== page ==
I’ve been an admirer of straight-shooting for most of my adult life. Tell it like it is. Say what needs saying. Cut to the chase. I’m a bit ham-handed with it, to be honest, often saying the blunt rather than incisive thing, but in principle I’m down with telling it straight. After reading Real Love by Greg Baer and A Complaint-Free World by Will Bowen, as well as living with my kind and clever husband for 13 years, I’m beginning to understand the wisdom of less-direct, more spiral communication.
Especially in regards to sensitive topics, my husband, Frank, has shown me the skillfulness in quietly listening. Where I might jump in and say my piece, he will be still and then circle back to something later when everybody’s more receptive to questions and conversation. The wisdom of spirals.
I started the complaint-free challenge on October 26: endeavoring to go 21 consecutive days without complaining, criticizing or gossiping. It’s been humbling. So far, I’ve made it as long as 3 days before having to restart, and my tongue has a definite bite mark in it. I’m being far less direct than usual, and I’m discovering that spiraling, when it comes to relationships, is often the wise way to go.
Not a surprise, really, since spiraling is The Body’s Way, too. There are few straight lines in the body. As Amanda Latchmore’s beautifully writes in her Harrogate Yoga Blog:
Our bodies are composed of spirals. The heart is both an organ and a muscle that spirals in and around itself – formed by the gushing of blood from the Mother’s placenta into two tubes of spiraling muscle. The bones spiral, recede and curve, the striations within them spiraling downwards, so that the force of weight can be transferred to the earth. In turn, our muscles wrap around the bones in a continuous network of spiraling movement.
Nia movements reflect the power of spiraling and invite movements that rotate, wrap and revolve. Moves like Knee Sweep, Palm Directions, Sink and Pivot Table Wipe all create systemic spiraling that echo the spirals in the body.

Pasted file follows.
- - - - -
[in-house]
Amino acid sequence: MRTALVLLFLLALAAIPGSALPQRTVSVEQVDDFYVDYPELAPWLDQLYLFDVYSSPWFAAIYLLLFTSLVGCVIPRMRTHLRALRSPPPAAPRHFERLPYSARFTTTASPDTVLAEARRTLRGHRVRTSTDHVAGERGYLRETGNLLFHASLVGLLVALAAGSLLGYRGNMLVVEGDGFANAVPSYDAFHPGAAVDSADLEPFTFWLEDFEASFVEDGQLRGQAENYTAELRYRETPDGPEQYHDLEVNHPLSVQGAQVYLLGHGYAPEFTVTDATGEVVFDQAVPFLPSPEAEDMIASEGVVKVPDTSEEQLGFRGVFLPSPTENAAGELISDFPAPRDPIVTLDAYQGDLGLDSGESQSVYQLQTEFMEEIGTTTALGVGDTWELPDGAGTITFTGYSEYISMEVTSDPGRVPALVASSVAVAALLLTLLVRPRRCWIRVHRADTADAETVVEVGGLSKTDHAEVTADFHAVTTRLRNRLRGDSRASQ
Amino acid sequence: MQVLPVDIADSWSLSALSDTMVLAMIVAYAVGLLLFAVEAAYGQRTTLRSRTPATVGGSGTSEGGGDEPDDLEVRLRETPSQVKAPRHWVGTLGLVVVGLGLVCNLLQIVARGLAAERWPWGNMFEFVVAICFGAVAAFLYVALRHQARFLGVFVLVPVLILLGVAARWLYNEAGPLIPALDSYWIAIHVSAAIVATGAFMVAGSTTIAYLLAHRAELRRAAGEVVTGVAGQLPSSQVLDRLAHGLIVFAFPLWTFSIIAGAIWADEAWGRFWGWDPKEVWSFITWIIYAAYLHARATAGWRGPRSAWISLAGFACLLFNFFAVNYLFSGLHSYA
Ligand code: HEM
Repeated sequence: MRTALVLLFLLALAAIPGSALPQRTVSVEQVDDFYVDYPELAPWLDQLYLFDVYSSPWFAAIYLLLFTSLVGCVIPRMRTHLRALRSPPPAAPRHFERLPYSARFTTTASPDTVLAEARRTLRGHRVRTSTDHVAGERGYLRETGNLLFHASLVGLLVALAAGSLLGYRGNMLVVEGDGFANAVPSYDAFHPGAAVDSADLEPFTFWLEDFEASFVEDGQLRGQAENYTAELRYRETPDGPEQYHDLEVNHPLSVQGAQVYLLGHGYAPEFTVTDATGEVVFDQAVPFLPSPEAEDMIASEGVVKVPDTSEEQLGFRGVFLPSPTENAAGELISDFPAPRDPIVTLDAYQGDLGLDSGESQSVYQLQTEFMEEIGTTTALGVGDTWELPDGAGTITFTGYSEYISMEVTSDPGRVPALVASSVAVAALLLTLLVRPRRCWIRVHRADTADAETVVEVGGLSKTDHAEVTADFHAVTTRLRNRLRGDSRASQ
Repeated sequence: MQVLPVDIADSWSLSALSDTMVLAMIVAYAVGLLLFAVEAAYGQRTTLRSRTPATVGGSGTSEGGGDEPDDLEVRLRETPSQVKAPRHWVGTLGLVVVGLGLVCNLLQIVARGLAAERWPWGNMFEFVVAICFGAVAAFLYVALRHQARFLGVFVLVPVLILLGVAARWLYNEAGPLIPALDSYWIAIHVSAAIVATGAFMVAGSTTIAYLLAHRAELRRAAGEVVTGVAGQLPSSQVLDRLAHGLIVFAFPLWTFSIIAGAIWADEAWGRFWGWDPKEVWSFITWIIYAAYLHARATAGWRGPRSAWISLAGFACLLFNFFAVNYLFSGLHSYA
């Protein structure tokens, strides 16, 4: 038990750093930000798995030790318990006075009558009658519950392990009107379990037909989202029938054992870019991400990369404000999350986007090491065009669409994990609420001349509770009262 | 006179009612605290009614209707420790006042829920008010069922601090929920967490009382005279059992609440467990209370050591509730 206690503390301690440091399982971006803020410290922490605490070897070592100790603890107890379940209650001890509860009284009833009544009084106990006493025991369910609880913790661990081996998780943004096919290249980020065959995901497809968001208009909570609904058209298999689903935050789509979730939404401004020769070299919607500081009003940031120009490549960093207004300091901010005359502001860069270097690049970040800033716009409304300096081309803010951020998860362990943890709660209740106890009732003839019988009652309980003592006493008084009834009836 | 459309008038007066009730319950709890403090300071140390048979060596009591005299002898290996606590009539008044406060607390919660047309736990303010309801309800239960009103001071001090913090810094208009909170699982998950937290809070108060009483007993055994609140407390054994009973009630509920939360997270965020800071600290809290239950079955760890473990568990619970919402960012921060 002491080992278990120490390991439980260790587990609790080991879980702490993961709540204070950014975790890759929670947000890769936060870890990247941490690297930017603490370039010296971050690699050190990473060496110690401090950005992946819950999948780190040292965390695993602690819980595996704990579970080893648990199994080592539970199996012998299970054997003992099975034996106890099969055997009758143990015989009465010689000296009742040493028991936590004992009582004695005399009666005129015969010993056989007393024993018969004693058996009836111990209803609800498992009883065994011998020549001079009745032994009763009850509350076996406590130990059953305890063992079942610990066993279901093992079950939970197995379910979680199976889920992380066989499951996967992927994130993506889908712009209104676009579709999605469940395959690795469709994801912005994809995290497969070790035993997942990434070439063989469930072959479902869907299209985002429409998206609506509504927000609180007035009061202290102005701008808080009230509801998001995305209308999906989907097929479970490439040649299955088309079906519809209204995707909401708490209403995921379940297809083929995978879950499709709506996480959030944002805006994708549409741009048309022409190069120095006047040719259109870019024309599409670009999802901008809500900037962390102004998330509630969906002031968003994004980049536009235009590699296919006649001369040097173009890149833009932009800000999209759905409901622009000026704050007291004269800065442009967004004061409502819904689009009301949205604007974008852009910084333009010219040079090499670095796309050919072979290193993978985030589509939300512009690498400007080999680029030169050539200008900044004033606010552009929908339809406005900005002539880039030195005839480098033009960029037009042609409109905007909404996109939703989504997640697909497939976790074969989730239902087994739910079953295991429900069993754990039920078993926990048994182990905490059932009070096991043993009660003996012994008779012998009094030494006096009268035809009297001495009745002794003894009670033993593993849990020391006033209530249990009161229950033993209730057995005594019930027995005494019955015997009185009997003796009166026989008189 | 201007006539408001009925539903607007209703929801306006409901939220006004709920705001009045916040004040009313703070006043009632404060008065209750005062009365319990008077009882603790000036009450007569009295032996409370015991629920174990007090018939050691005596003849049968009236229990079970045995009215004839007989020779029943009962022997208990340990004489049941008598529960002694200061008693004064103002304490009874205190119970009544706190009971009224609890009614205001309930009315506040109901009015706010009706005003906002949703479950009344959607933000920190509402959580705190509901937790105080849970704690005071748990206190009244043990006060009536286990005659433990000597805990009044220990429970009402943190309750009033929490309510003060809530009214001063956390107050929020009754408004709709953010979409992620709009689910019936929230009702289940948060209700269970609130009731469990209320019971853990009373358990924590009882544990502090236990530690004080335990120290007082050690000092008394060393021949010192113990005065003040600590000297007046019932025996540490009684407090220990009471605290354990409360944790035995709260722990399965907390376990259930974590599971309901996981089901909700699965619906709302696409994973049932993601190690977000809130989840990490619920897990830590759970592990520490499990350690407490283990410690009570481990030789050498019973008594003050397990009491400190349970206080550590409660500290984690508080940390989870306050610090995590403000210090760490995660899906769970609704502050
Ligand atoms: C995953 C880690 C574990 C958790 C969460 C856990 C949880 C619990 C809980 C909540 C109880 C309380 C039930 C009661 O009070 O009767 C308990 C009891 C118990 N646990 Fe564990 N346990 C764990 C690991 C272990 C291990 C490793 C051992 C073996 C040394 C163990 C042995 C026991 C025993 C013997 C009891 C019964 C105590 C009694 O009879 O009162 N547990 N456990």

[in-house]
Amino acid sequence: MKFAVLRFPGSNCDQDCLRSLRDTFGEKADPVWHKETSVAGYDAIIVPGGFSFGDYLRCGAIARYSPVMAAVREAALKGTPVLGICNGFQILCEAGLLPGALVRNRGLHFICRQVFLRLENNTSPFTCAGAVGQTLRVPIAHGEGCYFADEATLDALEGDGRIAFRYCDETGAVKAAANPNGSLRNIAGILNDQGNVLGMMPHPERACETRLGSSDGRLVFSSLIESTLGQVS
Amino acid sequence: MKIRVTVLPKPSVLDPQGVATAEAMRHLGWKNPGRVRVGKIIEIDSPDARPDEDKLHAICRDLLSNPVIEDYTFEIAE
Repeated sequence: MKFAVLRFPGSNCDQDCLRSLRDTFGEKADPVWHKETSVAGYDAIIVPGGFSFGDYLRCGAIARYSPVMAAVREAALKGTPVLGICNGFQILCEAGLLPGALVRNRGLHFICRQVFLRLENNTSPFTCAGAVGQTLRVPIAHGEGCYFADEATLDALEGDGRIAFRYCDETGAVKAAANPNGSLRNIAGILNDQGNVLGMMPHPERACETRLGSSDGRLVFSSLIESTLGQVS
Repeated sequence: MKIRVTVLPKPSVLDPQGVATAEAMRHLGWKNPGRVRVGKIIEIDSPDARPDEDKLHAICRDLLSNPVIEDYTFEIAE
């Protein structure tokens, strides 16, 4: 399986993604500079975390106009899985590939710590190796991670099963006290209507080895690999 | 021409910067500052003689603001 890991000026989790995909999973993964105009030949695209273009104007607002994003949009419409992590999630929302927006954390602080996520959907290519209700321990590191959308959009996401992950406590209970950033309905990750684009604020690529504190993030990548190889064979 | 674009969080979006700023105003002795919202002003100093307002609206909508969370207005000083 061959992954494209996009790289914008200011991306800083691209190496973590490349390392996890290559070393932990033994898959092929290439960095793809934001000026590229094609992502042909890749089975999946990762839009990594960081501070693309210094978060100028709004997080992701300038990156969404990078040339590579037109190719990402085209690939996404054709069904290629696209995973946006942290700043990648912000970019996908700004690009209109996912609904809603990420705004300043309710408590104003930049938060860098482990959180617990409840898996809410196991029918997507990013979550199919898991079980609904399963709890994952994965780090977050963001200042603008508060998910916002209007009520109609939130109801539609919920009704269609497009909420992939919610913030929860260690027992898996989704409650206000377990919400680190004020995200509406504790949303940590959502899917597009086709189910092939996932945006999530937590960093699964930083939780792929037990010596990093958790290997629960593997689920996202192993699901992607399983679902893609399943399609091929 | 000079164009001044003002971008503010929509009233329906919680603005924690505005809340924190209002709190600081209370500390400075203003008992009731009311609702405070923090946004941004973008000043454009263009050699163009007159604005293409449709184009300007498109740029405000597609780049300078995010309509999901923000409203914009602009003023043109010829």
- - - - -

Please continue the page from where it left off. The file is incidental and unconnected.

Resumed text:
And the spirals are, indeed, systemic in the human body! In her article, The Double Spiral Arrangement of the Human Musculature, Carol Porter McCullough describes Raymond Dart, a 20th Century anatomist, anthropologist and Alexander Technique enthusiast who discovered the double spiral design of the body. She explains,
The spirals of the human musculature are mirror images of each other. Designating the right side of the pelvis as a starting point, the muscle sheet of one of the spirals travels diagonally around the side of the torso, crossing over the front mid-section to wrap diagonally upward to the left side of the torso, where the road of muscle makes a “Y,” one avenue junctioning with the muscles of the left arm, the other avenue snaking its way diagonally across the back, continuing on its diagonal journey across the neck to hook onto the head behind the ear in its original hemisphere of the right side (Dart 1996, 69).
Dart believed in ‘the universality of spiral movement’ and said “all things move spirally and … all growth is helical (Dart 1996, 57).” I can see the truth in this when watching a morning glory bloom or a baby roll over. And when I circle back around to a conversation a few days later and find that it is easeful and healing to say what I want to say and that my words can actually be heard.
This week, we’ll focus on rotation and spirals in class. Whether we are dancing together or not, I invite you into the practice of noticing how spirals have a healing effect on body, mind and relationships! I’d love to hear what you discover!